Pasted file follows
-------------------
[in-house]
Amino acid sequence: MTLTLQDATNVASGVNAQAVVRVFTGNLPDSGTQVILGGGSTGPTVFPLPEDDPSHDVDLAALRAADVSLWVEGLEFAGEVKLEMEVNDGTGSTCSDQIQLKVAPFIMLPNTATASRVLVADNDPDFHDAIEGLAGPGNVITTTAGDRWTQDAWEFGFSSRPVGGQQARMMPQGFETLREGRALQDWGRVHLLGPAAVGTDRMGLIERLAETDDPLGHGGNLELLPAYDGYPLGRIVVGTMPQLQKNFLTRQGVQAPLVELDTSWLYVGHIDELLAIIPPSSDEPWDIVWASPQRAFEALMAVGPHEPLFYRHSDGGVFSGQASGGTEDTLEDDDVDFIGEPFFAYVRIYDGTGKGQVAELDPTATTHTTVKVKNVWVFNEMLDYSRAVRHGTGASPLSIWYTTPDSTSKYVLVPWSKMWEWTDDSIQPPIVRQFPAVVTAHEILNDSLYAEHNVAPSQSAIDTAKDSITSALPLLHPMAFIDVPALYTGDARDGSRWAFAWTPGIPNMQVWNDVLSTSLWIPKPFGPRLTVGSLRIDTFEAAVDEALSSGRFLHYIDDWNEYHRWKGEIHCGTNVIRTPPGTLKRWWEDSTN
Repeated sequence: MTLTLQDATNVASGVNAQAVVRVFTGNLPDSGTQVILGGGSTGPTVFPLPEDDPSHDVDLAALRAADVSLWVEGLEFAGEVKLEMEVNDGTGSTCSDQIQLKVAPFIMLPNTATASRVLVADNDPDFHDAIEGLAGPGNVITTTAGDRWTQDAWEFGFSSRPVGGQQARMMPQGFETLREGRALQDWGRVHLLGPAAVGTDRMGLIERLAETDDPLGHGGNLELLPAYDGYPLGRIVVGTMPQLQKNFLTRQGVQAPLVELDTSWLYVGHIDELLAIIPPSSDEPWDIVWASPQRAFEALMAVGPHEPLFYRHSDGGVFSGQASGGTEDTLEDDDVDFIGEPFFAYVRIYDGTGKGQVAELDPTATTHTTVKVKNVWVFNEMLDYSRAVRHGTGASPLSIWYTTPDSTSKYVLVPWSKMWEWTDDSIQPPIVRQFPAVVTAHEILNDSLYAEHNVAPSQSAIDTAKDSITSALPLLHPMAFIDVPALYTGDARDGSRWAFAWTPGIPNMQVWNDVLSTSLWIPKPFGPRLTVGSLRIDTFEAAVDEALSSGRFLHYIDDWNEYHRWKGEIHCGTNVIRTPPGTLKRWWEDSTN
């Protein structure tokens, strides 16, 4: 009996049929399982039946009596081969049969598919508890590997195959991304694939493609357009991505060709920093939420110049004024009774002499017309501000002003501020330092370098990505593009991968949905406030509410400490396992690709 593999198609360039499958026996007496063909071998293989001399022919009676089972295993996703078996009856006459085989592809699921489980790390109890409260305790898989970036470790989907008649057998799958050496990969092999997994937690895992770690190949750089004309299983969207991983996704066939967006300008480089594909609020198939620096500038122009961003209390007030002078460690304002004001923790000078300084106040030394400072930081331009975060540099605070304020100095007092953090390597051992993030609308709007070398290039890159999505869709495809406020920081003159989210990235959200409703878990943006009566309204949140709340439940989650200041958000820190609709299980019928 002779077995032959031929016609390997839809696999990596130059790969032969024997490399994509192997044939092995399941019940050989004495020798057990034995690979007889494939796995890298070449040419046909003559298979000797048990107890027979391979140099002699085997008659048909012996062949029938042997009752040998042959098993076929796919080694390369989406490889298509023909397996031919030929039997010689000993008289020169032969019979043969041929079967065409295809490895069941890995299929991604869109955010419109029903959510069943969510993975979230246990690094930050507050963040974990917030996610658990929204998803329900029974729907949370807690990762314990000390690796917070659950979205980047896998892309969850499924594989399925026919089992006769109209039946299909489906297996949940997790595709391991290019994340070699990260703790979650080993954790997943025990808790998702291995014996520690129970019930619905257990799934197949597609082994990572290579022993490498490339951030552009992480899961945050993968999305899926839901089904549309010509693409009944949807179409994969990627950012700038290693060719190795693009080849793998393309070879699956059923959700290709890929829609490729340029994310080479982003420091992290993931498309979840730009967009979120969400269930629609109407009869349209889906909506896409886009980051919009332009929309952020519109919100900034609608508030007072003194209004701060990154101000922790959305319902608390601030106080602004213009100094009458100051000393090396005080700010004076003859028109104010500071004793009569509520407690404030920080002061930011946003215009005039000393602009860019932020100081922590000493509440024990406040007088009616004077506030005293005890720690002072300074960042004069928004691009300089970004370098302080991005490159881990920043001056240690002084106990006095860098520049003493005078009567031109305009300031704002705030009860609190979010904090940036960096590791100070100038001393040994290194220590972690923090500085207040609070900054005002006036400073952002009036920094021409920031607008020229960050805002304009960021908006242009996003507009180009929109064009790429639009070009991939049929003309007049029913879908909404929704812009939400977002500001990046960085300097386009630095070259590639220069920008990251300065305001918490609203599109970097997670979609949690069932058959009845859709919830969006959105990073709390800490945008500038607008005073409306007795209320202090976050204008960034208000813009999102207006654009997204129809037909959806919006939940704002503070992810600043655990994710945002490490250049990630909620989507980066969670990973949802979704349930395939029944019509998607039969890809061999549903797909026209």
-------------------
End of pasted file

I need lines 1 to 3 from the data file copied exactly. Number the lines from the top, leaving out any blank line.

[in-house]
Amino acid sequence: MTLTLQDATNVASGVNAQAVVRVFTGNLPDSGTQVILGGGSTGPTVFPLPEDDPSHDVDLAALRAADVSLWVEGLEFAGEVKLEMEVNDGTGSTCSDQIQLKVAPFIMLPNTATASRVLVADNDPDFHDAIEGLAGPGNVITTTAGDRWTQDAWEFGFSSRPVGGQQARMMPQGFETLREGRALQDWGRVHLLGPAAVGTDRMGLIERLAETDDPLGHGGNLELLPAYDGYPLGRIVVGTMPQLQKNFLTRQGVQAPLVELDTSWLYVGHIDELLAIIPPSSDEPWDIVWASPQRAFEALMAVGPHEPLFYRHSDGGVFSGQASGGTEDTLEDDDVDFIGEPFFAYVRIYDGTGKGQVAELDPTATTHTTVKVKNVWVFNEMLDYSRAVRHGTGASPLSIWYTTPDSTSKYVLVPWSKMWEWTDDSIQPPIVRQFPAVVTAHEILNDSLYAEHNVAPSQSAIDTAKDSITSALPLLHPMAFIDVPALYTGDARDGSRWAFAWTPGIPNMQVWNDVLSTSLWIPKPFGPRLTVGSLRIDTFEAAVDEALSSGRFLHYIDDWNEYHRWKGEIHCGTNVIRTPPGTLKRWWEDSTN
Repeated sequence: MTLTLQDATNVASGVNAQAVVRVFTGNLPDSGTQVILGGGSTGPTVFPLPEDDPSHDVDLAALRAADVSLWVEGLEFAGEVKLEMEVNDGTGSTCSDQIQLKVAPFIMLPNTATASRVLVADNDPDFHDAIEGLAGPGNVITTTAGDRWTQDAWEFGFSSRPVGGQQARMMPQGFETLREGRALQDWGRVHLLGPAAVGTDRMGLIERLAETDDPLGHGGNLELLPAYDGYPLGRIVVGTMPQLQKNFLTRQGVQAPLVELDTSWLYVGHIDELLAIIPPSSDEPWDIVWASPQRAFEALMAVGPHEPLFYRHSDGGVFSGQASGGTEDTLEDDDVDFIGEPFFAYVRIYDGTGKGQVAELDPTATTHTTVKVKNVWVFNEMLDYSRAVRHGTGASPLSIWYTTPDSTSKYVLVPWSKMWEWTDDSIQPPIVRQFPAVVTAHEILNDSLYAEHNVAPSQSAIDTAKDSITSALPLLHPMAFIDVPALYTGDARDGSRWAFAWTPGIPNMQVWNDVLSTSLWIPKPFGPRLTVGSLRIDTFEAAVDEALSSGRFLHYIDDWNEYHRWKGEIHCGTNVIRTPPGTLKRWWEDSTN